Topsoil is just one example of climate crisis:
June 2012 was the 328th consecutive month in which the temperature of the entire globe exceeded the twentieth-century average.
Scientists say that 350 parts per million of carbon dioxide in the atmosphere is the safe limit for humanity. We’re now at 392.
The world’s oceans now have 405 dead zones. Dead zones are caused primarily by nitrogen and phosphorous runoff from farm fields, which kill bottom-dwelling sea crea-tures like crabs, disrupting the food chain and sending predators up higher, into warmer waters.
Most of the world’s drinking water now includes trace amounts of pharmaceuticals like Viagra, birth control drugs, Valium and antipsychotics.
Twenty of the thirty most expensive insured catastrophes worldwide from 1970 to 2011 have occurred since 2001, and all but one (9/11) were natural disasters.
At this rate our kids will inherit arid air and soil, lifeless oceans, medicated drinking water, and storms of increasing frequency and intensity.
What are we doing to ourselves? How did we lose our way?
Throughout American history, God and Creation (or “the environment”) have always battled for the attention of our better angels.In 1606, the First Charter of Virginia was crafted, to incorporate Jamestown. Its official mission was to propagate Christianity, but only three percent of the 3,805 words in the document refer to it. The other ninety-seven percent outlined how the colonists might pillage “all the Lands, Woods, Soul, Grounds, Havens, Ports, Rivers, Mines, Minerals, Marshes, Waters, Fishing, Commodities” using options including but not limited to “dig, mine, and search for all Manner of Mines of Gold, Silver and Copper.”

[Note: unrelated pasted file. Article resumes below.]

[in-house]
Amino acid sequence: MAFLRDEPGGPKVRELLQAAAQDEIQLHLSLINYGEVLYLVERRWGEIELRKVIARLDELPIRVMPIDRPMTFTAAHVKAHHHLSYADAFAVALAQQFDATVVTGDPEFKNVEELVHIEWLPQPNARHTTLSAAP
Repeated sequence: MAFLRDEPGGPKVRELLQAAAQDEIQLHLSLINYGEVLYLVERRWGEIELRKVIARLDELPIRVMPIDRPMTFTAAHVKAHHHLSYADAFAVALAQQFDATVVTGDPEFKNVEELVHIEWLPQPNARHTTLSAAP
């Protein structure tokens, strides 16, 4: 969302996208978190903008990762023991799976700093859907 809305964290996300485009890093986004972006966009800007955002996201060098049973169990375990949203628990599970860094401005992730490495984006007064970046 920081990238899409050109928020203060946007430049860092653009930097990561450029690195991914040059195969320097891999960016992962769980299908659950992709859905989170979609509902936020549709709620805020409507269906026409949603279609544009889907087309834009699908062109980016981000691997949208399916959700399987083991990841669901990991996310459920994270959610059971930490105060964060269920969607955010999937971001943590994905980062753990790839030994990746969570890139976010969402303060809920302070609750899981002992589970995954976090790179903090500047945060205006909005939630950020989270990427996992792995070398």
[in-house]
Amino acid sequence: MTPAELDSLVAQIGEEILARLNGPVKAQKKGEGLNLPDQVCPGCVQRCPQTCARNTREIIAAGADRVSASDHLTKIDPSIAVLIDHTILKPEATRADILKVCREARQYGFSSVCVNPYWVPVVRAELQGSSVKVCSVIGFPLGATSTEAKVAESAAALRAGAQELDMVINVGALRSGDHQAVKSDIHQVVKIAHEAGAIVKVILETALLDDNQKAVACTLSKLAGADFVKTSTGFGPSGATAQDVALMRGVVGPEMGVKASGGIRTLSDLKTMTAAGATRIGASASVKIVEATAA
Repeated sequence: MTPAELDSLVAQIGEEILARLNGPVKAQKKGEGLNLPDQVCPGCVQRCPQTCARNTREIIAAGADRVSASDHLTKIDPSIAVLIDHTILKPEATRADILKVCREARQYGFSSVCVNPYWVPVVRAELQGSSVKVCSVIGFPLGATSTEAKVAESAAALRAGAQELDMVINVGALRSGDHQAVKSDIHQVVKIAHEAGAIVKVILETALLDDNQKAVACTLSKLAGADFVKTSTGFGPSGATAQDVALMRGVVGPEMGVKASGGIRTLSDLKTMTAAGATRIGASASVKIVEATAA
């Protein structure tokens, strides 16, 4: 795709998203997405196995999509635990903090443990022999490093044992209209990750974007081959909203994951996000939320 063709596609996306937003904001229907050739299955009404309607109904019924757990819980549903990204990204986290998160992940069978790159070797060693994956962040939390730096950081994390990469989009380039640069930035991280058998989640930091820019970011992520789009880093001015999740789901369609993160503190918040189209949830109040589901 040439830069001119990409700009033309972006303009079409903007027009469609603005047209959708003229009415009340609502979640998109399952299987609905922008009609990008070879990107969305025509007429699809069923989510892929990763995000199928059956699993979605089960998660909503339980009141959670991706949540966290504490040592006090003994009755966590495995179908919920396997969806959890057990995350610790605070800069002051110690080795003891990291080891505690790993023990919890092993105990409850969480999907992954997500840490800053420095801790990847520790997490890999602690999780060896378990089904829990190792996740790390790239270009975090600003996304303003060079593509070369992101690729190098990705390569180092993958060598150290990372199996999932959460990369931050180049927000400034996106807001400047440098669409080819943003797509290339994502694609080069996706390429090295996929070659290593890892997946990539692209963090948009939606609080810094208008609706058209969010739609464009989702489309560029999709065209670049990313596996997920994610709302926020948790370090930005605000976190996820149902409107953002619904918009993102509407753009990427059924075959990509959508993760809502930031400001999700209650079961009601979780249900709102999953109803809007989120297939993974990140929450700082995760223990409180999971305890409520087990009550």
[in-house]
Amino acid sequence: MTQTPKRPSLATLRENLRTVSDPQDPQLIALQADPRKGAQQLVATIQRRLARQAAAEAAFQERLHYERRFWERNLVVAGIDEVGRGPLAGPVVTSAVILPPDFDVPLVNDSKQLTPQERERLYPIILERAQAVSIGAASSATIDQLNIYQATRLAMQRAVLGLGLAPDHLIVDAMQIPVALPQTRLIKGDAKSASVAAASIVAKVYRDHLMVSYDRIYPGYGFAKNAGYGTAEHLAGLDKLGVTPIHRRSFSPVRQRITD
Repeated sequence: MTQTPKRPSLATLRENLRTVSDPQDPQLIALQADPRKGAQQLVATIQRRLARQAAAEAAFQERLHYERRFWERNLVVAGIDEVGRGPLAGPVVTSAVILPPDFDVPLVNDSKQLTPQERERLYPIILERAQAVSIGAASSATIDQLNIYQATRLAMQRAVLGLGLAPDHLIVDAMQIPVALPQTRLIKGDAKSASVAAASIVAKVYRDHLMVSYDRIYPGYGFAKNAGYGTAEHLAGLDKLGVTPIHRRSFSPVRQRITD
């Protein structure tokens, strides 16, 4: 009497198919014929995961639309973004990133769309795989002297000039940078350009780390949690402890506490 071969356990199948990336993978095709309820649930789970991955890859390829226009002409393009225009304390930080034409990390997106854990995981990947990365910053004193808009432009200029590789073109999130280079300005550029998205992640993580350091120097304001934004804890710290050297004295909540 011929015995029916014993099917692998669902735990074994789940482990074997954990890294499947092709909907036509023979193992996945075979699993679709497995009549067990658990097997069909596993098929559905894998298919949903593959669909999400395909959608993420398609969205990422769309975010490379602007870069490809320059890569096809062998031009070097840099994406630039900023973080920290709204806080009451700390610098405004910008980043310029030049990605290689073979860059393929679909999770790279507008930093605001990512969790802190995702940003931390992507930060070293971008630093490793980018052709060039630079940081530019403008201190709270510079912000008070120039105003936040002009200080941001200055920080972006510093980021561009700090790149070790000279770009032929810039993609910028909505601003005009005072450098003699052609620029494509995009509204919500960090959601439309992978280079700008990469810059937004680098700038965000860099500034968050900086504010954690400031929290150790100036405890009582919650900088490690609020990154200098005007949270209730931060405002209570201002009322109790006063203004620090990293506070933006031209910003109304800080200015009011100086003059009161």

America conveniently puts God on its masthead but in the fine print, we’ve been treating His creation with disregard.
We’ve invented and championed modern industrialism, the “take-make-waste” economic system where we take natural resources like water to make textiles that we buy and eventually discard or waste. Each year, Americans toss sixty-eight pounds of clothes alone, the equivalent weight of a ten-year-old-kid.
Fortunately, our kids and grandkids know that what we’re doing isn’t sustainable. Their whole lives, they’ve seen images of barges looking for a place to dump their waste, rivers poisoned by factory runoff, birds and fish killed by oil spills and polar bears going extinct.
So they’re working hard to reverse course. They’re taking classes in environmental science, bioethics and sustainability. What they know—and we would all be wise to acknowledge—is that there is no Planet B.
The twist? Nature is more than a silent victim of our recklessness. Nature is our teacher. When ocean temperatures rise, hurricanes are likely. Hurricanes seem destructive to humans, but to nature they are a way of regenerating, of mixing sea and fresh water, and re-oxygenating the ocean’s dead zones. Nature has been regenerating for eons. She will lead us out and through this climate crisis.
If only we’ll pay attention.
The invite from the chamber states:
“Her fast-paced keynote promises hot-off-the-press results of a new, global project call ‘Next Big Things,’ focusing on the future of cities.”
Last month, it was a business ethics alliance meeting on sustainability. Two weeks ago, I received an email from my bank telling me to take shorter showers and turn off the lights. Now this.
The Agenda seems to be gaining steam...quickly.